I know that they are different things, but the right answer here is water, or tea, or coffee.

And I keep changing from “For You” to “Following” but for some reason Twitter (currently known as X) keeps changing it back to “For You”.

I had to log out. Sorry Twitter, you were an important part of our life, but not anymore.

On the other hand, my Mastodon feed is really nice. There are some political things here and there that irritate me, but I care about what my friends have to say, even if I don’t agree with everything.

Reply via email.

Installing DFIR-IRIS on FreeBSD using Jails

This is a live blogging of the installation process of DFIR-IRIS on FreeBSD 14.0-RELEASE using Jails and Jailer.

The main requirements are:

  • Nginx
  • PostgreSQL
  • Python
  • Some random dependencies we saw in the Dockerfile

I assume you already have nginx up and running, we will just be setting up a vhost under the domain name dfir.cert.am. Don’t worry, this is INSIDE our infrastructure, you will not be able to connect to it 🙂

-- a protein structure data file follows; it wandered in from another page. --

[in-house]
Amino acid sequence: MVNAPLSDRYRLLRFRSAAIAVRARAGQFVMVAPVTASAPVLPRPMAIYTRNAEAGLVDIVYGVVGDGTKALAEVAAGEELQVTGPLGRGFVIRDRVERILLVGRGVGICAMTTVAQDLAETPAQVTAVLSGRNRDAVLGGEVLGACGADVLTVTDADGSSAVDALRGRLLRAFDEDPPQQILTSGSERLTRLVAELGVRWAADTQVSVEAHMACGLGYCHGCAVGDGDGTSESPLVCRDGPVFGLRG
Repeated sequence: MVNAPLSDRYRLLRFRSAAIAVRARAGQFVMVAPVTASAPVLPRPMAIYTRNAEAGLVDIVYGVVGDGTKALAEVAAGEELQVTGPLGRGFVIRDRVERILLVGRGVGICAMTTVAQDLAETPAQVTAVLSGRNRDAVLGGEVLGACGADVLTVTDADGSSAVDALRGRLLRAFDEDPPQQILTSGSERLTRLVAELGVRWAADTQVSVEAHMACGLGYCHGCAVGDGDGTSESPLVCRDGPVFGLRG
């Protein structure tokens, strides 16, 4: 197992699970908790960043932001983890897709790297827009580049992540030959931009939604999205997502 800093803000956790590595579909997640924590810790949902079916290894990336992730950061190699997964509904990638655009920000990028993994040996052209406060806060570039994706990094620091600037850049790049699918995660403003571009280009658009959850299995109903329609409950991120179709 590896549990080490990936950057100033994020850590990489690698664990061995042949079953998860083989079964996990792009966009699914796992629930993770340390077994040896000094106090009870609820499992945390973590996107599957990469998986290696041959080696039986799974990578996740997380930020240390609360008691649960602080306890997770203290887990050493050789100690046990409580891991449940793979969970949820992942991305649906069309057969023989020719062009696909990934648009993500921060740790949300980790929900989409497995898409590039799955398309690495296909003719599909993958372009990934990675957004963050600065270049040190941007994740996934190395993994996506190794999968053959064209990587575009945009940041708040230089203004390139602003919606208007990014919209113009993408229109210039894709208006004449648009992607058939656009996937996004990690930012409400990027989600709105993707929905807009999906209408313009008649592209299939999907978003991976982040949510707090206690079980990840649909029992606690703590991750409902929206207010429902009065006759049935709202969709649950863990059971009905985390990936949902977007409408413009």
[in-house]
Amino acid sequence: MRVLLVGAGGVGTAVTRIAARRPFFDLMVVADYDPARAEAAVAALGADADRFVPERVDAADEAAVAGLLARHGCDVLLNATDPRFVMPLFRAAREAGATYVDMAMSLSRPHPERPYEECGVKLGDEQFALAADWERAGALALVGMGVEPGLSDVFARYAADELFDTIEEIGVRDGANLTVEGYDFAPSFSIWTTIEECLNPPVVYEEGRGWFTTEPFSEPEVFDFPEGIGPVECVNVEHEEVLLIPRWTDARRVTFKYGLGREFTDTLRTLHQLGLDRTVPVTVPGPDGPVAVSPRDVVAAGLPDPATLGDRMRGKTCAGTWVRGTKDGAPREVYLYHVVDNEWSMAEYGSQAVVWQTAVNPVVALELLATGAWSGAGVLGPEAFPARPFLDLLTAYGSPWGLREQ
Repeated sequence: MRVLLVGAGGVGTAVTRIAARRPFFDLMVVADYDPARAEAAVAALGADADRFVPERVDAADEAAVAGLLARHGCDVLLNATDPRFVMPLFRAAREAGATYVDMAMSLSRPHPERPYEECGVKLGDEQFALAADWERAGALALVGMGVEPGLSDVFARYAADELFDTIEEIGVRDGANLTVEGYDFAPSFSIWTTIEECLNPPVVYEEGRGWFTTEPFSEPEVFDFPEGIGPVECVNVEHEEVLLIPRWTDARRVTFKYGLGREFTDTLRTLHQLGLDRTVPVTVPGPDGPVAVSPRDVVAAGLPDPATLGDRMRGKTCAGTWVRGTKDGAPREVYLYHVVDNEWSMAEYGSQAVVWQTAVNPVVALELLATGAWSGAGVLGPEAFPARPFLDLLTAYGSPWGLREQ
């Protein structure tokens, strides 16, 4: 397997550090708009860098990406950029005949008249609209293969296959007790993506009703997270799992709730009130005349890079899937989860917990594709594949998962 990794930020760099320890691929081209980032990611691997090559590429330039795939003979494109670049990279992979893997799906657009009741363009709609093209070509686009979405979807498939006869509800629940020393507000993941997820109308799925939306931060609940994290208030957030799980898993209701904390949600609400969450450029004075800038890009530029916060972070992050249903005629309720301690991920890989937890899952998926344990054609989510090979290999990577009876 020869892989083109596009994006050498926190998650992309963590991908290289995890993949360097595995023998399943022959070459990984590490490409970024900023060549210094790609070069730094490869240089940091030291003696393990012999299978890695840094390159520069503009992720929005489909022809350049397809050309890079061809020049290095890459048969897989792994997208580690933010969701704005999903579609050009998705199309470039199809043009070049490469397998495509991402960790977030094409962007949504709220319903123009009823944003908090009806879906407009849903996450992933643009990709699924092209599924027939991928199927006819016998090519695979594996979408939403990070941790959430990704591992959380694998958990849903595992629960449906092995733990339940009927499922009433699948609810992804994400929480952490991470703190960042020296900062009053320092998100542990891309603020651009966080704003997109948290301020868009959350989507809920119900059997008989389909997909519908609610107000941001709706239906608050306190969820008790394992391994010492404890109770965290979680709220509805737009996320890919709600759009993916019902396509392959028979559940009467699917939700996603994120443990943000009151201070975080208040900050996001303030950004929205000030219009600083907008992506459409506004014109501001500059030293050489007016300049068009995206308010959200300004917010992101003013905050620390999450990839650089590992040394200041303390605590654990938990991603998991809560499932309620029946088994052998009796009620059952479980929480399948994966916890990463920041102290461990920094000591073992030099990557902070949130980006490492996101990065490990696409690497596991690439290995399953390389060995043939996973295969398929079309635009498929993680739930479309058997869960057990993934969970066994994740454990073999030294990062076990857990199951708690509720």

Initial Setup

First we create a jail named iris0, using Jailer:

jailer create iris0

Next we install the required software inside of the jail. Looks like everything is available in FreeBSD packages:

jailer console iris0
pkg install \ nginx \ python39 \ py39-pip \ gnupg \ 7-zip \ rsync \ postgresql12-client \ git-tiny \ libxslt \ rust \ acme.sh

Installing DFIR-IRIS

Since we’re using FreeBSD, we’ll be doing things the right way instead of the Docker way, so we will be running IRIS as a user, not as root.

pw user add iris -m

Next we setup some directories and checkout the repo

root@iris0:~ # pw user add iris -m
root@iris0:~ # su - iris iris@iris0:~ $ git clone --branch v2.4.7 https://github.com/dfir-iris/iris-web.git iris-web

Finally, we install some python dependencies using pip.

iris@iris0:~ $ cd iris-web/source
iris@iris0:~/iris-web/source $ pip install -r requirements.txt

Now we have to configure the .env file based on our needs, I will post my version of it, I hope it helps

# -- DATABASE
export POSTGRES_USER=postgres
export POSTGRES_PASSWORD=postgres
export POSTGRES_DB=iris_db
export POSTGRES_ADMIN_USER=iris
export POSTGRES_ADMIN_PASSWORD=longpassword

export POSTGRES_SERVER=localhost
export POSTGRES_PORT=5432

# -- IRIS
export DOCKERIZED=0
export IRIS_SECRET_KEY=verylongsecret
export IRIS_SECURITY_PASSWORD_SALT=verylongsalt
export IRIS_UPSTREAM_SERVER=app # these are for docker, you can ignore
export IRIS_UPSTREAM_PORT=8000

# -- WORKER
export CELERY_BROKER=amqp://localhost